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Kansas

Kansas advocacy groups are calling for the length of initial protection from abuse orders to be doubled

 

TOPEKA – Advocates for victims of domestic violence and sexual abuse propose the Kansas Legislature amend state law to give judges the authority to issue longer protective orders in response to cases of alleged abuse, assault, stalking and trafficking human beings.

A coalition of organizations filed a lawsuit in the House Judiciary Committee on Tuesday to amend the state statute so that the term of protective orders can be adopted for no less than two years and no more than five years. The legislation under consideration by the committee would also allow plaintiffs to seek renewal of protection orders for periods of two to five years.

Under current law, orders in Kansas courts were set for one year. Individuals have the opportunity to apply for one-year extensions.

A measure comparable to House Bill 2029 was introduced during the 2022 legislative session but was unsuccessful in the House.

Emily Voss, an advocacy and outreach specialist at the Metropolitan Organization to Counter Sexual Assault, said the legal process to obtain a protection order from the courts was hampered. Doubling the duration of an initial order to two years and expanding the range to five years would give victims breathing space as they grapple with difficult personal circumstances, she said.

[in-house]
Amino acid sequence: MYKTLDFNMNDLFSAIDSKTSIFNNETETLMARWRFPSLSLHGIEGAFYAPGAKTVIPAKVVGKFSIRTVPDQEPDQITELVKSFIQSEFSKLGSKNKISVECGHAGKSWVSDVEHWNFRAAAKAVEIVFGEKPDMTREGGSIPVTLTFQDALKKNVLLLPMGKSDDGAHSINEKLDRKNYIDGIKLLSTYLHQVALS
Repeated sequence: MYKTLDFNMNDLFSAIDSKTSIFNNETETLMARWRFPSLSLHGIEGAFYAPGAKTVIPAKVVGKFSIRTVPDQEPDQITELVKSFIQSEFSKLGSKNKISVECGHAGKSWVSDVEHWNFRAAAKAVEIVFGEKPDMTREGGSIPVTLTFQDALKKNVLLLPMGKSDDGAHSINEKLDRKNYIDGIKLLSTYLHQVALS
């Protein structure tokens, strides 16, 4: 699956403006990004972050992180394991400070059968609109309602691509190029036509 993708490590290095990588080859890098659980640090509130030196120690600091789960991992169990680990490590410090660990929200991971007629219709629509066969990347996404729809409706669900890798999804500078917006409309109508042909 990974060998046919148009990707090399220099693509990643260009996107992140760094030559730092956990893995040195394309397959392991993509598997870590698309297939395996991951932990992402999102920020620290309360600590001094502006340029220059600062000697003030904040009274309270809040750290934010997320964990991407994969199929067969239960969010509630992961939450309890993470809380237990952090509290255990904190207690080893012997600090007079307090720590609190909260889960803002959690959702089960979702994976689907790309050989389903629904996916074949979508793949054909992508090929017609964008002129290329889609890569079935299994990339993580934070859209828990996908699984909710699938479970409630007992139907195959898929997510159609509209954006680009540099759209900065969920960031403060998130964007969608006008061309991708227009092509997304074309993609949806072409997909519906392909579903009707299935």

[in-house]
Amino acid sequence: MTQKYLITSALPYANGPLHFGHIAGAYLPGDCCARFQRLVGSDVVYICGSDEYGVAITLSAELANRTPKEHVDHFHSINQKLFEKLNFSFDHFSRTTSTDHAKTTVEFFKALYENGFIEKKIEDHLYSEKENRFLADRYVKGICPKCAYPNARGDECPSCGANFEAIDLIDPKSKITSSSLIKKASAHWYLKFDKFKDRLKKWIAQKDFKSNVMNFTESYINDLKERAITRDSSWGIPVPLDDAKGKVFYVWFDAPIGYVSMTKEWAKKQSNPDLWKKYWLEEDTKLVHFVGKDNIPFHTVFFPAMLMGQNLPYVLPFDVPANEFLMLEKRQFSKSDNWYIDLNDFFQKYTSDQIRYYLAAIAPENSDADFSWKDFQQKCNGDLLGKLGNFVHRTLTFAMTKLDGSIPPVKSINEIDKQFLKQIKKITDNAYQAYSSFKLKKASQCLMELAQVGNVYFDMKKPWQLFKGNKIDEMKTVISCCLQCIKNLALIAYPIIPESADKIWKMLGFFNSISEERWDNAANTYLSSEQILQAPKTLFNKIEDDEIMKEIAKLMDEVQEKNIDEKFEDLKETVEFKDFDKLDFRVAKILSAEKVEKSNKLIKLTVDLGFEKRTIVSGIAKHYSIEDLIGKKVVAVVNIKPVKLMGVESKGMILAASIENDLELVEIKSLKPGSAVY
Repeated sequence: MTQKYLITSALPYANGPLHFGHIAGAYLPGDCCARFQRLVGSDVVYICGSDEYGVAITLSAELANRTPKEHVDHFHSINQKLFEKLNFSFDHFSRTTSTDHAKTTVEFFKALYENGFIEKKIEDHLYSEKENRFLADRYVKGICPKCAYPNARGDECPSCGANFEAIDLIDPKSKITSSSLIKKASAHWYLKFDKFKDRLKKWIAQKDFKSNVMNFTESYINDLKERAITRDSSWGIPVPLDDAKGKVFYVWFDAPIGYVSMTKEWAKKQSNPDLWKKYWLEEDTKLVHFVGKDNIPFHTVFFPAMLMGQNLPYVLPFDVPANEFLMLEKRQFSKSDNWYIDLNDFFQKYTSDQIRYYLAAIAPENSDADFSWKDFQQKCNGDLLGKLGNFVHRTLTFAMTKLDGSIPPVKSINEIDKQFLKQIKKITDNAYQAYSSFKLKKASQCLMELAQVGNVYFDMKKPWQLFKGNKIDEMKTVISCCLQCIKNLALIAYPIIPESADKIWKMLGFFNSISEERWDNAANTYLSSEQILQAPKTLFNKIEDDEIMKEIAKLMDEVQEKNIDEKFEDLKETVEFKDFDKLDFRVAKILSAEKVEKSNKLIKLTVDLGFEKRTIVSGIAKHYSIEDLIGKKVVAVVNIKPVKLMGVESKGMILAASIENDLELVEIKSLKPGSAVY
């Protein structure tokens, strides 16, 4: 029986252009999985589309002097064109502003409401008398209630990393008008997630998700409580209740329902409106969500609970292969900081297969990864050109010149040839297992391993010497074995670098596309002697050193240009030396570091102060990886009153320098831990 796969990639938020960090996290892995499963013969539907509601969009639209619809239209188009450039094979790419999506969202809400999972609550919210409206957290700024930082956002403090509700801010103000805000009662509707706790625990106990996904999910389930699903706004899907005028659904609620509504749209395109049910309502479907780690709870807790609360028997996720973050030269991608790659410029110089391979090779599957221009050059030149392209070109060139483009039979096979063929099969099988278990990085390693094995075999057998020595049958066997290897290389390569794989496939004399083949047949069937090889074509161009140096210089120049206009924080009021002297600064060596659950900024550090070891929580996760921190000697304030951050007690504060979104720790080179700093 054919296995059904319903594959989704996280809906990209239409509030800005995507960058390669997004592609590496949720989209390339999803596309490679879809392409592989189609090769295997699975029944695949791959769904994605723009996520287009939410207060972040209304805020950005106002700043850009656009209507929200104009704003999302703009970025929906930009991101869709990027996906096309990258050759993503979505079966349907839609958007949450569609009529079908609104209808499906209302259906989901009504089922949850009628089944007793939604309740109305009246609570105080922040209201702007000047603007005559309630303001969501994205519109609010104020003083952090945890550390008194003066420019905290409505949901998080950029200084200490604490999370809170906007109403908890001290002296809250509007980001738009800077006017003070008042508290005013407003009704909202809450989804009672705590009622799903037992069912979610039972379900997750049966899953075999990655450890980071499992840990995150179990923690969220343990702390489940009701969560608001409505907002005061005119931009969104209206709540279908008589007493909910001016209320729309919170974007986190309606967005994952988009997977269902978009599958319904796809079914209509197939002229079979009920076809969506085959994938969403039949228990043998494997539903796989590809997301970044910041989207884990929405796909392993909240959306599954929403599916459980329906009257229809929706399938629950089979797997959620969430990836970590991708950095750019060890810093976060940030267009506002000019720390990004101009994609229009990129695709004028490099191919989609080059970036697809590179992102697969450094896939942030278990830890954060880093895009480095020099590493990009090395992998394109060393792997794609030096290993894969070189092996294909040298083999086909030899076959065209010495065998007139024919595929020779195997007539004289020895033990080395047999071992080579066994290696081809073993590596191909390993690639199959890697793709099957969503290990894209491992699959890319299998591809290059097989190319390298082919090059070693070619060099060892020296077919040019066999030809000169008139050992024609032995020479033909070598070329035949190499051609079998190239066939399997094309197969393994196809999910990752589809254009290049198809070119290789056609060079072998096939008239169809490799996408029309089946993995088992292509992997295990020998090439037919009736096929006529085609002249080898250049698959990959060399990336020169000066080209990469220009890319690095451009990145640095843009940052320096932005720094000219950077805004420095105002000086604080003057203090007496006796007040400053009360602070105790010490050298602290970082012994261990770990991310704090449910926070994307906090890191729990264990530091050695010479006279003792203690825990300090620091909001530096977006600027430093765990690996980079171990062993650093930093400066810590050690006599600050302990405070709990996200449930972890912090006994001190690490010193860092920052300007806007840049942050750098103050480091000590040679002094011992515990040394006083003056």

“Getting through the process is difficult under the best of circumstances, given concerns about childcare, transportation, and navigating a complex legal system,” Voss said. “In the nearly five years that I’ve been doing this work, I’ve never had a client who hasn’t expressed a concern about one of these things prior to the court order of protection.”

Victoria Pickering, director of advocacy for MOCSA labor in Johnson and Wyandotte counties, said protective orders are a tool to reduce the likelihood of retaliation or intimidation by perpetrators.

A year-long protective order, she said, typically conflicted with the 18 to 24-month timeline for completing a sexual assault criminal case. The COVID-19 pandemic created a backlog of cases that led to trials taking place three years after an assault, he said she.

Jessa Farmer, public policy coordinator for the Kansas Coalition Against Sexual and Domestic Violence, said Kansas’s current statute leaves victims who have experienced years of violence to re-apply each year for an extended protective order. . She said the onus was on victims to navigate the justice system, often without legal representation due to a shortage of attorneys in Kansas willing to take on these cases.

Moving to a two- to five-year ordinance would increase the efficiency of the justice system and allow urgent cases to be dealt with more quickly, he said.

“Applying for a protection order is a step towards independence, but it can also pose a threat to an abuser, stalker or trafficker’s sense of power and control over their victim. This can increase the danger, violence and risk of death for a victim,” Farmer said.

Mike Burgess, policy director for the Disability Rights Center in Kansas, said the legal advocacy organization has recommended the House committee strengthen the legislation. The one-year extension would need to be reviewed to avoid annual renewals, he said, and a two-year minimum made sense.

“We are in favor of this change,” he said. “However, there are some situations where five years is not enough.”

He said the bill could be amended to give judges the authority to approve successive extensions of protective orders for up to five years if plaintiffs have shown good cause.

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